Happy writing!

10/30 webinar: Writing with Passion and Power: An Essential Nonprofit Leadership Skill

OpportunityKnocks_logoJoin me and Opportunity Knocks for this practical, interactive webinar: Writing with Passion and Power: An Essential Nonprofit Leadership Skill

Date: October 30, 2014

Time:  2:00 PM ET / 11:00 AM PT

Duration: 1 hr. 30 min.


Do you want to position your work as cutting-edge and worthy of new support? Do you want to become a respected thought leader in your field? In the marketplace of ideas, those who write well are seen as the “experts” at much more than putting words on a page. (The words “author” and “authority” come from the same Latin root!)

If you want your writing to more fully express your passion, or tell your story in a fresher and more compelling way, this webinar is for you! We will share some strategic tools to help your words “land” as you intend.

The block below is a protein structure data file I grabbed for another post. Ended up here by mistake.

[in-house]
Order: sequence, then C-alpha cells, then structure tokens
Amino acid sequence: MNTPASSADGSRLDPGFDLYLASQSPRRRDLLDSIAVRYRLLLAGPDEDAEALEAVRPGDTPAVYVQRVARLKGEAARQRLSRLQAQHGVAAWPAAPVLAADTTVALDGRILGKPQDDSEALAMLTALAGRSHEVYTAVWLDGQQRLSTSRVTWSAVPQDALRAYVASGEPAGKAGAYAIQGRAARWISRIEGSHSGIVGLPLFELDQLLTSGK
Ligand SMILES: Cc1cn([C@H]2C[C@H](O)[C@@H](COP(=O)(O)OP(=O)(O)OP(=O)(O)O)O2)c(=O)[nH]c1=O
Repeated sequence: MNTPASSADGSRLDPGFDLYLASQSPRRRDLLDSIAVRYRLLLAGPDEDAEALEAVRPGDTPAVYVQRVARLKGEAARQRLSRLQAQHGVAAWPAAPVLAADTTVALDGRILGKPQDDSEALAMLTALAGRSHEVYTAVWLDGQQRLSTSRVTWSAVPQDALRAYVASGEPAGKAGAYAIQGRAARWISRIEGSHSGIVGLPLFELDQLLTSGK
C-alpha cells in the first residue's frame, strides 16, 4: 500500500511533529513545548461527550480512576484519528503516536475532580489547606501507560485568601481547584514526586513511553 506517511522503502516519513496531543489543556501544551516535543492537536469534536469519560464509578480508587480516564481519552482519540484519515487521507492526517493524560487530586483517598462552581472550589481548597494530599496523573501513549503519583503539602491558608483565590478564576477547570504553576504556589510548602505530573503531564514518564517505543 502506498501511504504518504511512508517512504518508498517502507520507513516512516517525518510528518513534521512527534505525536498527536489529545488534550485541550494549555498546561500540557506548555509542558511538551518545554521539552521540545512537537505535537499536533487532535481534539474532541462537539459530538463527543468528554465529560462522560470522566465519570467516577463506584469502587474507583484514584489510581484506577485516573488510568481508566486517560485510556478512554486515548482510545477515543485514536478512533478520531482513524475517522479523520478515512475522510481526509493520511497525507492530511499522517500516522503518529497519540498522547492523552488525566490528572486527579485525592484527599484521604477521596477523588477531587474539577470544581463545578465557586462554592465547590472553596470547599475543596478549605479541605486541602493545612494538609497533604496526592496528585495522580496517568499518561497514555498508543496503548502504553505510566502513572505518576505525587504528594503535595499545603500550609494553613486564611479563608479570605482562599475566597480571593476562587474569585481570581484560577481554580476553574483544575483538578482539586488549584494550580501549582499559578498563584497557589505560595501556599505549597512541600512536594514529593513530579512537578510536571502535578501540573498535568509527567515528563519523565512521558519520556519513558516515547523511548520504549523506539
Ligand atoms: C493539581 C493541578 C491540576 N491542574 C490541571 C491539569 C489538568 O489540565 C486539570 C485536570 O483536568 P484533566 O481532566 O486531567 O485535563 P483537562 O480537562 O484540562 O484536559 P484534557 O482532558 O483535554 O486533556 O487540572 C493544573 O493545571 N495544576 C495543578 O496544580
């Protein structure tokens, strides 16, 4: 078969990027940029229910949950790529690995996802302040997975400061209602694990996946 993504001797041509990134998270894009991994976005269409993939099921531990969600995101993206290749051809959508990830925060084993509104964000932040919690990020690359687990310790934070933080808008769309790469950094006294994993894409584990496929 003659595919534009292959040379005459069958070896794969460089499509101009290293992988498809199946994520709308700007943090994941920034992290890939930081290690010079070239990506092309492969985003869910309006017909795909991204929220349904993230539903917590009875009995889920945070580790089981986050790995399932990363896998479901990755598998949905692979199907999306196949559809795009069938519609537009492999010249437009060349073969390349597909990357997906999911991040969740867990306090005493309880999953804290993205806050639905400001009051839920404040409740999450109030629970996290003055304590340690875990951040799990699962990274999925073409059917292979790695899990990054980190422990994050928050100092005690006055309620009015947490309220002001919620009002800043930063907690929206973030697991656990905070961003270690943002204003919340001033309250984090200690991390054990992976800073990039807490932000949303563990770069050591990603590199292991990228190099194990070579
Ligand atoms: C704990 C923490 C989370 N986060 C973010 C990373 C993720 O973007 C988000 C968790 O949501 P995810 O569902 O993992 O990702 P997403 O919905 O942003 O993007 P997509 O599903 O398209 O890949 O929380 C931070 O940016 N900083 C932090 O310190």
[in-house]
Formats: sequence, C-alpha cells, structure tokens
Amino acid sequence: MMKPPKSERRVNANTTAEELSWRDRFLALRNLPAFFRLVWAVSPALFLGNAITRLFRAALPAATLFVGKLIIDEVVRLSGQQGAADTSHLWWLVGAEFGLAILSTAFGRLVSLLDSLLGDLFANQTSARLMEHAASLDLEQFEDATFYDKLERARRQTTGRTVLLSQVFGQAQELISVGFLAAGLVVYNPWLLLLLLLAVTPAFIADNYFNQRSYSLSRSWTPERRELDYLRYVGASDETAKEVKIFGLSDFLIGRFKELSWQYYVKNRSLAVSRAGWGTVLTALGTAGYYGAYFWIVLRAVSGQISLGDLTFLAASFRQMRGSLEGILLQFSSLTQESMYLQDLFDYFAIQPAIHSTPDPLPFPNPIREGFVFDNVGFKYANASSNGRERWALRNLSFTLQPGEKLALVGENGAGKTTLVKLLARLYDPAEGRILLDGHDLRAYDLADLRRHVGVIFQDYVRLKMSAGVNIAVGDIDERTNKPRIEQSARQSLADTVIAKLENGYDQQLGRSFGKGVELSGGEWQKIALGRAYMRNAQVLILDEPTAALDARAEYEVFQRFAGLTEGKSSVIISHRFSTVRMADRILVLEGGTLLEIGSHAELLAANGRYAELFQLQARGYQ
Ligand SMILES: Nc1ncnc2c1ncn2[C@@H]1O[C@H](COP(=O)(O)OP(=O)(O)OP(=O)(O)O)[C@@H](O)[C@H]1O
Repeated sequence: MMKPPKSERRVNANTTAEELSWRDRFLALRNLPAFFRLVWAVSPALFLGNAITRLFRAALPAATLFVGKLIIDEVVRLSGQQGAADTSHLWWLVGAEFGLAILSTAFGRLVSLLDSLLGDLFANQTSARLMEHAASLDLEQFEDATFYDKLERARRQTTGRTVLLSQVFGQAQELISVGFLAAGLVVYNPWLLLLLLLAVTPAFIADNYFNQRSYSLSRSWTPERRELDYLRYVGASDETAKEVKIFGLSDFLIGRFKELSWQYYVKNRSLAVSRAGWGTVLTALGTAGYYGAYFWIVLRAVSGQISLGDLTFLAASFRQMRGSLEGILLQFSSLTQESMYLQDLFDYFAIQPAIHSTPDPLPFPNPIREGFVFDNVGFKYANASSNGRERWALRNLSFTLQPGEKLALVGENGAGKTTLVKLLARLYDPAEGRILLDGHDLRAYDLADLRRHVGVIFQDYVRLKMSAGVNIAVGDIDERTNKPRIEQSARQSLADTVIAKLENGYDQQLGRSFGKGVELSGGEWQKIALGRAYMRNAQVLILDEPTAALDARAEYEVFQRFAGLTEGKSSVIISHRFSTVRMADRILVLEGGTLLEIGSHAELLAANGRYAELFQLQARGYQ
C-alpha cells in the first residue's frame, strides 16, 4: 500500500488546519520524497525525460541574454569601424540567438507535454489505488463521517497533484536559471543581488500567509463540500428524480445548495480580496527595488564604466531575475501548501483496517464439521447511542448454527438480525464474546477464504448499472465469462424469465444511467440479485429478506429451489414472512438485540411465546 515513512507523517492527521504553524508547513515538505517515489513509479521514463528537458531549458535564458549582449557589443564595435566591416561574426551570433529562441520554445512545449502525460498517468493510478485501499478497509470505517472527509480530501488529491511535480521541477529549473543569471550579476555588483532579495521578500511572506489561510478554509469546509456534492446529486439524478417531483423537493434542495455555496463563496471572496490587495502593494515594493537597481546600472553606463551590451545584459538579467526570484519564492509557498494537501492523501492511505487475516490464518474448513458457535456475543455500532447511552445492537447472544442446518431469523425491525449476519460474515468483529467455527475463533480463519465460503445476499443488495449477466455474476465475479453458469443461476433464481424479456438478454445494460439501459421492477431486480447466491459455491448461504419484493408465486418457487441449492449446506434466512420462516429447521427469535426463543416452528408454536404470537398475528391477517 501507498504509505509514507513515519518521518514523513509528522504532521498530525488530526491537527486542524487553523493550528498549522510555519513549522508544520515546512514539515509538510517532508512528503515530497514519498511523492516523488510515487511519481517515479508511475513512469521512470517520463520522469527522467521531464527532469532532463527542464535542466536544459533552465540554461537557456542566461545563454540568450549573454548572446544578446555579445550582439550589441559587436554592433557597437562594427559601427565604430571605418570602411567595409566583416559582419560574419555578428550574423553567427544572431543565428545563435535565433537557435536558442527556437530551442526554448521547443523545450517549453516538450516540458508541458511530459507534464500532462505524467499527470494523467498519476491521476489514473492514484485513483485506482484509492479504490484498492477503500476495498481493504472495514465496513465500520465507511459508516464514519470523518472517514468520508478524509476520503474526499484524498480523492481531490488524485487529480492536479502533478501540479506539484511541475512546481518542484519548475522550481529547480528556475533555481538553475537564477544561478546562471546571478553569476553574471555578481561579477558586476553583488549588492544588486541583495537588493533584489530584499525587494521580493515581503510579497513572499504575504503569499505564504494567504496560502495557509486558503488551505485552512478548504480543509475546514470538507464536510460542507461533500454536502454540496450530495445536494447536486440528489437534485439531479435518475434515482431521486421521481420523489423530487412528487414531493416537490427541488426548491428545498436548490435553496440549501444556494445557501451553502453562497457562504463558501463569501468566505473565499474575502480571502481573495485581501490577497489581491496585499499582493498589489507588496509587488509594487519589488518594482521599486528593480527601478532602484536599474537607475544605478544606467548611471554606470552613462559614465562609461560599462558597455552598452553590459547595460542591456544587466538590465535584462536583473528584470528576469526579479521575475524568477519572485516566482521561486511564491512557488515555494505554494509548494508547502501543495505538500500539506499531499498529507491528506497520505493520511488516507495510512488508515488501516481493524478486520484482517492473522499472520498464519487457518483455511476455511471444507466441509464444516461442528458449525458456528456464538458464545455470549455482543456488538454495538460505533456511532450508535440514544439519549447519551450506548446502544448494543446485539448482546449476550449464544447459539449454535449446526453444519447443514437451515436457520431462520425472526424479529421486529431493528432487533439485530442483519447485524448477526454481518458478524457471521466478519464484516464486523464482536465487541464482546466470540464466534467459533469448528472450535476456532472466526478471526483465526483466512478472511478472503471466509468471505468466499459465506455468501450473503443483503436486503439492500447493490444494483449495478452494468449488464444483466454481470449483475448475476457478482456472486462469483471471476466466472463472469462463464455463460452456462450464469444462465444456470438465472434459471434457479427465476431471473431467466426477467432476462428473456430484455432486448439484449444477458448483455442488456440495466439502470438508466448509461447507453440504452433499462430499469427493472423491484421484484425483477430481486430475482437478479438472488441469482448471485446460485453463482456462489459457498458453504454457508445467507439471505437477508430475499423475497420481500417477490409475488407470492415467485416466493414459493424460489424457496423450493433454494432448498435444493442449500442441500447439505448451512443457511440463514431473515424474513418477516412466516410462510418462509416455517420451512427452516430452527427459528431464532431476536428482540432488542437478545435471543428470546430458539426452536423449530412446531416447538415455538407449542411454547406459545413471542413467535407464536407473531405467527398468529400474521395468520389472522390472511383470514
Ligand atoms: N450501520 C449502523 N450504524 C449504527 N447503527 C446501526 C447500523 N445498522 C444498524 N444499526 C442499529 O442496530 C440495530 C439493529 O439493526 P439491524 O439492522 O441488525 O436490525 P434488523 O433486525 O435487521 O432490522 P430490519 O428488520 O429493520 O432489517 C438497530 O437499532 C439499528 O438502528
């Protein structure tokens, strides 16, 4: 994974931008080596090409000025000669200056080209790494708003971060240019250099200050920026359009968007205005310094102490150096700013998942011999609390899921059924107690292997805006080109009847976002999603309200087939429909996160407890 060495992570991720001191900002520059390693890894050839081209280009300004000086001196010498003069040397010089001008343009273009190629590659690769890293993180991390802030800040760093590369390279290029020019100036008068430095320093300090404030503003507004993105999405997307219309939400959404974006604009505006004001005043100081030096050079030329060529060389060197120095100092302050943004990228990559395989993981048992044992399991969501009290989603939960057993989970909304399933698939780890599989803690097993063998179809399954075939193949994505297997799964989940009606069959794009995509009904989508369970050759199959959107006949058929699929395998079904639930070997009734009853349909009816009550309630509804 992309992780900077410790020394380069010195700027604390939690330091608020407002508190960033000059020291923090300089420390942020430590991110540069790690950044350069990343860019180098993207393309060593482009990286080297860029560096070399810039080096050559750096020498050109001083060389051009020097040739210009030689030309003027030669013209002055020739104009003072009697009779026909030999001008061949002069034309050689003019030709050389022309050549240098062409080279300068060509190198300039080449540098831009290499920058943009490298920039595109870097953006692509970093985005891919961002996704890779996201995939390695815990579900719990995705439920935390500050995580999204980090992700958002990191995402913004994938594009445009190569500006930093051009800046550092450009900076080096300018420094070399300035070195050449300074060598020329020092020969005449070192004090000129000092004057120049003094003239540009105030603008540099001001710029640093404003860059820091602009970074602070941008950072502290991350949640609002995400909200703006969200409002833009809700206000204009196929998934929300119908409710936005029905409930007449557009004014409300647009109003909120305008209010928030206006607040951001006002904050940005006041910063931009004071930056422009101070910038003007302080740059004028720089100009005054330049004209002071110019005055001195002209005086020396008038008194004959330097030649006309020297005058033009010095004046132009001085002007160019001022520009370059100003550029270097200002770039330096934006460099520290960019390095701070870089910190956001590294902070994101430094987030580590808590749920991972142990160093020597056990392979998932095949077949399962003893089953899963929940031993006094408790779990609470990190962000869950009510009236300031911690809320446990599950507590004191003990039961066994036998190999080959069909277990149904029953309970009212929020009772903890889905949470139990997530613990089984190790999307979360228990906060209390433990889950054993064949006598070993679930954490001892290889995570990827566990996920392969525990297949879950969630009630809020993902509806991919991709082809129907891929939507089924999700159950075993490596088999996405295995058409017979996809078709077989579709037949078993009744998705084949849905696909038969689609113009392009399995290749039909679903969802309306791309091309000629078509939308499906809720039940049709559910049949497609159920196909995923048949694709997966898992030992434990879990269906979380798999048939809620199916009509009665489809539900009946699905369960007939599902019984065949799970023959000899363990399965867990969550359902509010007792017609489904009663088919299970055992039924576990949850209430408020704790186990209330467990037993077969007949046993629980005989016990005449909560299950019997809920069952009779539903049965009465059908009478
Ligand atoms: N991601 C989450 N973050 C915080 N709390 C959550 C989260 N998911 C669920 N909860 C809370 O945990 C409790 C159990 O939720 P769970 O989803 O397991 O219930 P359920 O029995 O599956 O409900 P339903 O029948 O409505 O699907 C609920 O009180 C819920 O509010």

Join us as we explore how to craft polished pieces that will help you reach a whole new level of effectiveness. You will leave inspired and equipped with powerful techniques you can begin using immediately – for yourself and your staff.

You will learn:

  1. The ABC’s of copywriting, including creating and advancing your “brand”, understanding your intended readers and their needs, and focusing on the benefits you offer
  2. The top characteristics of effective writing and how to apply them
  3. What to look for when providing feedback on a piece
  4. How to encourage a “writing-positive” culture at your organization

During the webinar, we will offer a live demonstration of writing coaching and a debriefing.

You will also receive an e-copy of my award-winning book, Writing to Make a Difference: 25 Powerful Techniques to Boost Your Community Impact.